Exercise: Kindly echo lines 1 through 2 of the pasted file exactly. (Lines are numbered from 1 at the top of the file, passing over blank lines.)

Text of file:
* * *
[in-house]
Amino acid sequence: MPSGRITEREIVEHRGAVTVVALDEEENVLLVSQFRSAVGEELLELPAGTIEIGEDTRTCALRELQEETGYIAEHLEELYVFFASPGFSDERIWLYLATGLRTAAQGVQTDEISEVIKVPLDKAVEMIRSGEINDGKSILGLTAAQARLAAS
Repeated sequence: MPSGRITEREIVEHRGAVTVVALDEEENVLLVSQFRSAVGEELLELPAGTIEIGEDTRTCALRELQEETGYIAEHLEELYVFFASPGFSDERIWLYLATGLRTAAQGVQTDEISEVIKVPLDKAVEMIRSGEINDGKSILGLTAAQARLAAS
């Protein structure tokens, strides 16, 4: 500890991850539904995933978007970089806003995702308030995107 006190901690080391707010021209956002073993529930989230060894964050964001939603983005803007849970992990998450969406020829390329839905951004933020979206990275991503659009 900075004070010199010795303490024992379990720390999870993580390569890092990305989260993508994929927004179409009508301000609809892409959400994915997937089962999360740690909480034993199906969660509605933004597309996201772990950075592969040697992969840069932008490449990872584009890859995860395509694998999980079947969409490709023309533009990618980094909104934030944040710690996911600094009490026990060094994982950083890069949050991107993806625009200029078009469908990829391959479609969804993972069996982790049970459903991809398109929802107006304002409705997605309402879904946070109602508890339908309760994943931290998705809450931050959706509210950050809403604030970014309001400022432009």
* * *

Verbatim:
[in-house]
Amino acid sequence: MPSGRITEREIVEHRGAVTVVALDEEENVLLVSQFRSAVGEELLELPAGTIEIGEDTRTCALRELQEETGYIAEHLEELYVFFASPGFSDERIWLYLATGLRTAAQGVQTDEISEVIKVPLDKAVEMIRSGEINDGKSILGLTAAQARLAAS